Islamic Relief aid convoys have already reached families affected by Malaysia’s worst floods in decades.
The monsoon season regularly triggers flooding in Malaysia’s eastern states, but heavy rains have worsened the situation this year. As floodwaters swept coastal communities, the number of people evacuated had topped 160,000 by the weekend.
The flooding is said to be the worst experienced by Malaysia in 30 years, with people in eight states affected. The North Eastern belt states of peninsular Malaysia are the most badly-hit in the country. The Northern and Southern belts have also been affected.
Rescue and aid efforts have been hampered as landslides and floods have left roads inaccessible. Power and communication lines have been severed, and some communities are completely cut off by floodwater.
Islamic Relief aid convoys reach Rantau Panjang
Islamic Relief, which established its Malaysia office in 2005 and is registered with the country’s National Security Council, has responded swiftly to the unfolding disaster. In Kelantan – the worst affected state – our volunteers carried out a rapid assessment, enabling Islamic Relief to determine where our help is needed most.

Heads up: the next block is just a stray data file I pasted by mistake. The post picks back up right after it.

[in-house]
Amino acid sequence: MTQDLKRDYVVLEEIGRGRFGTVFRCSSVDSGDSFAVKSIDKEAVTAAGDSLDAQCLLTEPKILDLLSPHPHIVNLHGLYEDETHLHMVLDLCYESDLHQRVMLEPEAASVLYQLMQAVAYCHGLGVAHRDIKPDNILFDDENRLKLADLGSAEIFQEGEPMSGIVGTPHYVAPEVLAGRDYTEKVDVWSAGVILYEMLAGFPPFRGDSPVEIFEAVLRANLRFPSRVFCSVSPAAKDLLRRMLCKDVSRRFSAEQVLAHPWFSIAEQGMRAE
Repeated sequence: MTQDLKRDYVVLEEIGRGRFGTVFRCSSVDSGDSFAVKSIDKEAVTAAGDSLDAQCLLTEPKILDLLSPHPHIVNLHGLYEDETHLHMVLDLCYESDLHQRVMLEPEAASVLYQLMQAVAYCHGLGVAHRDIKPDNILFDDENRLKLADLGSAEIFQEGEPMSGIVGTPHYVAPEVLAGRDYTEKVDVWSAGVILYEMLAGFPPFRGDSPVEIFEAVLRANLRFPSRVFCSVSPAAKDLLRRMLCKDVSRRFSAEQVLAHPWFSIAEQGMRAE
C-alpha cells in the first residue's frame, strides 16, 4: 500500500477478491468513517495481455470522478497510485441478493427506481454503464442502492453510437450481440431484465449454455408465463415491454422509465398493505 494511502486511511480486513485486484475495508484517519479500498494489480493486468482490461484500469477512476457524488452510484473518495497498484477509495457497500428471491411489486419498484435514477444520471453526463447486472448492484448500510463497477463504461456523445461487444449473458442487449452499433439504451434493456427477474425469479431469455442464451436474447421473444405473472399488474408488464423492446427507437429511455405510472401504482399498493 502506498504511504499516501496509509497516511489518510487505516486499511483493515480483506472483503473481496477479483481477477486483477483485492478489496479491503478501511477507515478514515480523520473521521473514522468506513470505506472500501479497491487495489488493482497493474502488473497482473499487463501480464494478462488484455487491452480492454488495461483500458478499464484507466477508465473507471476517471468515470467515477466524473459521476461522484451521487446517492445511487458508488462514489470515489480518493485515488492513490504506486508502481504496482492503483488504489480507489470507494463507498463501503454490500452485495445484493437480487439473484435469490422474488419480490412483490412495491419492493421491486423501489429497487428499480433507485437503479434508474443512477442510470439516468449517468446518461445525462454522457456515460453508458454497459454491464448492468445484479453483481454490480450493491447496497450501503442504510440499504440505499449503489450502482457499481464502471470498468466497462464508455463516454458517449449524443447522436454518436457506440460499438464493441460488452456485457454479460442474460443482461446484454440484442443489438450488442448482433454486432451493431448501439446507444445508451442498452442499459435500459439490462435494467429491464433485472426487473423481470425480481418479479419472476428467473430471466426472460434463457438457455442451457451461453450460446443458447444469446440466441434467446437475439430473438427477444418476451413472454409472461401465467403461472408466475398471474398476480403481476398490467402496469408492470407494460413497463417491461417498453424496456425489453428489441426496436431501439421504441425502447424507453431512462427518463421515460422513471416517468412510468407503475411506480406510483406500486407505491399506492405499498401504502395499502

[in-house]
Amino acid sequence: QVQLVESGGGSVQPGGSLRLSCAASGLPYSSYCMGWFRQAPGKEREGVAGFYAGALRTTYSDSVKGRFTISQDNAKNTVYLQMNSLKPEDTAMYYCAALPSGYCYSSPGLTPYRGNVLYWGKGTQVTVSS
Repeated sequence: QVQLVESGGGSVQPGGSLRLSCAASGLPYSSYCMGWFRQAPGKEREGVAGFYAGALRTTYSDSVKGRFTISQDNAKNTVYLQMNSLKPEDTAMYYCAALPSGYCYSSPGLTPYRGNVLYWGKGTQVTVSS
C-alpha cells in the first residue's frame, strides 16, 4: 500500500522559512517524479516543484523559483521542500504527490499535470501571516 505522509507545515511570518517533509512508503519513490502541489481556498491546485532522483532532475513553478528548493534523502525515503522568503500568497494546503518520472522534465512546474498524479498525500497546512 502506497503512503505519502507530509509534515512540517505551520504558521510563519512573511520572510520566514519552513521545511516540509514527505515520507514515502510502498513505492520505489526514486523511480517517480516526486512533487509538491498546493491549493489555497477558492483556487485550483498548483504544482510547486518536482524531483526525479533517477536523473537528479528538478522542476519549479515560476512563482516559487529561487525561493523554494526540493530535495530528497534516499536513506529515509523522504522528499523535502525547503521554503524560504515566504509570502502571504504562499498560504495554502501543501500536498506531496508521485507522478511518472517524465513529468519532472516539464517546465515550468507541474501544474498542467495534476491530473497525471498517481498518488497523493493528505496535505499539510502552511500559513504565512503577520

Our emergency response is initially focusing on Rantau Panjang, a town near the border with Thailand, which at present has little support from NGOs.
Already, a convoy of three lorries has delivered essential aid items to the town.
A further ten lorries as well as four vehicles suitable for difficult terrain, required to reach cut-off families, are due to arrive tomorrow.
Islamic Relief Malaysia – which also delivers development programmes designed to improve the lives of vulnerable people – continues to monitor the situation and to mobilise aid and relief efforts.